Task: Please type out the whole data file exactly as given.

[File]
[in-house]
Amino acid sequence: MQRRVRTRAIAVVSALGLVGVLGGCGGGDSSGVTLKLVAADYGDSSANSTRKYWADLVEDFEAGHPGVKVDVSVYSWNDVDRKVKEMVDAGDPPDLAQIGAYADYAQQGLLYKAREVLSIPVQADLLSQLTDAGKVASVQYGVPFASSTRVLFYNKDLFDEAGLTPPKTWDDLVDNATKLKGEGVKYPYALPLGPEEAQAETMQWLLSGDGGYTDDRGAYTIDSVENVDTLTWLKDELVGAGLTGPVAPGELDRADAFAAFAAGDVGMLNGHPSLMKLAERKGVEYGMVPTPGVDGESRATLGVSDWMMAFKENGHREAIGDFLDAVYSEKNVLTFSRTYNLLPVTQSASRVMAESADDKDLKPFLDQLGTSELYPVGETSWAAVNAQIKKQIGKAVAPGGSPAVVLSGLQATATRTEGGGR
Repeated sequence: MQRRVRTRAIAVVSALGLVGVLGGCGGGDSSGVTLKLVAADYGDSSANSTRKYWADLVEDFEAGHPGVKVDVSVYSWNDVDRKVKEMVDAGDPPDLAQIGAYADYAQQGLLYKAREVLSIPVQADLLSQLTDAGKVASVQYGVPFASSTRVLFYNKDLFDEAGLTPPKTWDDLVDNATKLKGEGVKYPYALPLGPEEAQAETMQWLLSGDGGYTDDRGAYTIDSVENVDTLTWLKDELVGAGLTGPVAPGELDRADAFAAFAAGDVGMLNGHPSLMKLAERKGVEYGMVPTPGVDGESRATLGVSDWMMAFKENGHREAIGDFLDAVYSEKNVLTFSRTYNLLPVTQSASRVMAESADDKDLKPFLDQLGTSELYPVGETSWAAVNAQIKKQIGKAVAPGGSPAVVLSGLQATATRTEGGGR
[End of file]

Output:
[in-house]
Amino acid sequence: MQRRVRTRAIAVVSALGLVGVLGGCGGGDSSGVTLKLVAADYGDSSANSTRKYWADLVEDFEAGHPGVKVDVSVYSWNDVDRKVKEMVDAGDPPDLAQIGAYADYAQQGLLYKAREVLSIPVQADLLSQLTDAGKVASVQYGVPFASSTRVLFYNKDLFDEAGLTPPKTWDDLVDNATKLKGEGVKYPYALPLGPEEAQAETMQWLLSGDGGYTDDRGAYTIDSVENVDTLTWLKDELVGAGLTGPVAPGELDRADAFAAFAAGDVGMLNGHPSLMKLAERKGVEYGMVPTPGVDGESRATLGVSDWMMAFKENGHREAIGDFLDAVYSEKNVLTFSRTYNLLPVTQSASRVMAESADDKDLKPFLDQLGTSELYPVGETSWAAVNAQIKKQIGKAVAPGGSPAVVLSGLQATATRTEGGGR
Repeated sequence: MQRRVRTRAIAVVSALGLVGVLGGCGGGDSSGVTLKLVAADYGDSSANSTRKYWADLVEDFEAGHPGVKVDVSVYSWNDVDRKVKEMVDAGDPPDLAQIGAYADYAQQGLLYKAREVLSIPVQADLLSQLTDAGKVASVQYGVPFASSTRVLFYNKDLFDEAGLTPPKTWDDLVDNATKLKGEGVKYPYALPLGPEEAQAETMQWLLSGDGGYTDDRGAYTIDSVENVDTLTWLKDELVGAGLTGPVAPGELDRADAFAAFAAGDVGMLNGHPSLMKLAERKGVEYGMVPTPGVDGESRATLGVSDWMMAFKENGHREAIGDFLDAVYSEKNVLTFSRTYNLLPVTQSASRVMAESADDKDLKPFLDQLGTSELYPVGETSWAAVNAQIKKQIGKAVAPGGSPAVVLSGLQATATRTEGGGR